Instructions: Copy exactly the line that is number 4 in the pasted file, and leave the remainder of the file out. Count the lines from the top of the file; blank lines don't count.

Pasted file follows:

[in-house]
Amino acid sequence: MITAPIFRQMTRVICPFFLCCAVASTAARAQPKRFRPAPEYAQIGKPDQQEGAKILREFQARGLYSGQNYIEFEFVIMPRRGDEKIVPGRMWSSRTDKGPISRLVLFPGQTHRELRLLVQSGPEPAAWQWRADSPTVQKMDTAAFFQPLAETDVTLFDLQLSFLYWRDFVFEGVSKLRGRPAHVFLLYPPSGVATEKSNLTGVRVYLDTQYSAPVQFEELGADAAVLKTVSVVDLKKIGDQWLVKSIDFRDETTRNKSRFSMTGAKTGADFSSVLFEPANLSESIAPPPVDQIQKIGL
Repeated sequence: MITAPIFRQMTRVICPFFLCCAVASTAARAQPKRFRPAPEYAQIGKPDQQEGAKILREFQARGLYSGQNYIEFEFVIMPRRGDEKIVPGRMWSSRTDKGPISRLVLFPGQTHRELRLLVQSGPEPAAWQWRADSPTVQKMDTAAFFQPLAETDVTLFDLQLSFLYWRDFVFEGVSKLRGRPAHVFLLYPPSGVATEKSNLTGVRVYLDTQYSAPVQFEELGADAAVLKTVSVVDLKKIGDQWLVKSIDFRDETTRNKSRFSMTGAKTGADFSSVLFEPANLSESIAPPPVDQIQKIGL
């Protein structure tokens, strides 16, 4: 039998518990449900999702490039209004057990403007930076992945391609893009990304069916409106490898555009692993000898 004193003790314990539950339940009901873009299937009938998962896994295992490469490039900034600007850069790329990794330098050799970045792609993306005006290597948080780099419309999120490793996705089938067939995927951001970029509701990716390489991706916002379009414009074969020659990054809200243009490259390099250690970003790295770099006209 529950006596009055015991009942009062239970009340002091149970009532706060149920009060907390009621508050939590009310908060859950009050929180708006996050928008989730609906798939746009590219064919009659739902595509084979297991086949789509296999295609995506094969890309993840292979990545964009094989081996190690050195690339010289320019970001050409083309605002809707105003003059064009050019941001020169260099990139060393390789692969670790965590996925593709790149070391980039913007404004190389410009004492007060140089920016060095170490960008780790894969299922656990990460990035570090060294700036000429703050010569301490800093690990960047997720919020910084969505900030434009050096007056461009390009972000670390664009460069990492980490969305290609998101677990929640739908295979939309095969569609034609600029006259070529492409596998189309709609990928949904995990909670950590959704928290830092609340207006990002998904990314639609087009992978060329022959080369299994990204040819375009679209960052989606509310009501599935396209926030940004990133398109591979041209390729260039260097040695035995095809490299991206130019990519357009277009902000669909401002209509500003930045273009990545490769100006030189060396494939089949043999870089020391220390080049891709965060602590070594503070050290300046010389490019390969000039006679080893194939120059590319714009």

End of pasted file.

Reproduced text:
């Protein structure tokens, strides 16, 4: 039998518990449900999702490039209004057990403007930076992945391609893009990304069916409106490898555009692993000898 004193003790314990539950339940009901873009299937009938998962896994295992490469490039900034600007850069790329990794330098050799970045792609993306005006290597948080780099419309999120490793996705089938067939995927951001970029509701990716390489991706916002379009414009074969020659990054809200243009490259390099250690970003790295770099006209 529950006596009055015991009942009062239970009340002091149970009532706060149920009060907390009621508050939590009310908060859950009050929180708006996050928008989730609906798939746009590219064919009659739902595509084979297991086949789509296999295609995506094969890309993840292979990545964009094989081996190690050195690339010289320019970001050409083309605002809707105003003059064009050019941001020169260099990139060393390789692969670790965590996925593709790149070391980039913007404004190389410009004492007060140089920016060095170490960008780790894969299922656990990460990035570090060294700036000429703050010569301490800093690990960047997720919020910084969505900030434009050096007056461009390009972000670390664009460069990492980490969305290609998101677990929640739908295979939309095969569609034609600029006259070529492409596998189309709609990928949904995990909670950590959704928290830092609340207006990002998904990314639609087009992978060329022959080369299994990204040819375009679209960052989606509310009501599935396209926030940004990133398109591979041209390729260039260097040695035995095809490299991206130019990519357009277009902000669909401002209509500003930045273009990545490769100006030189060396494939089949043999870089020391220390080049891709965060602590070594503070050290300046010389490019390969000039006679080893194939120059590319714009």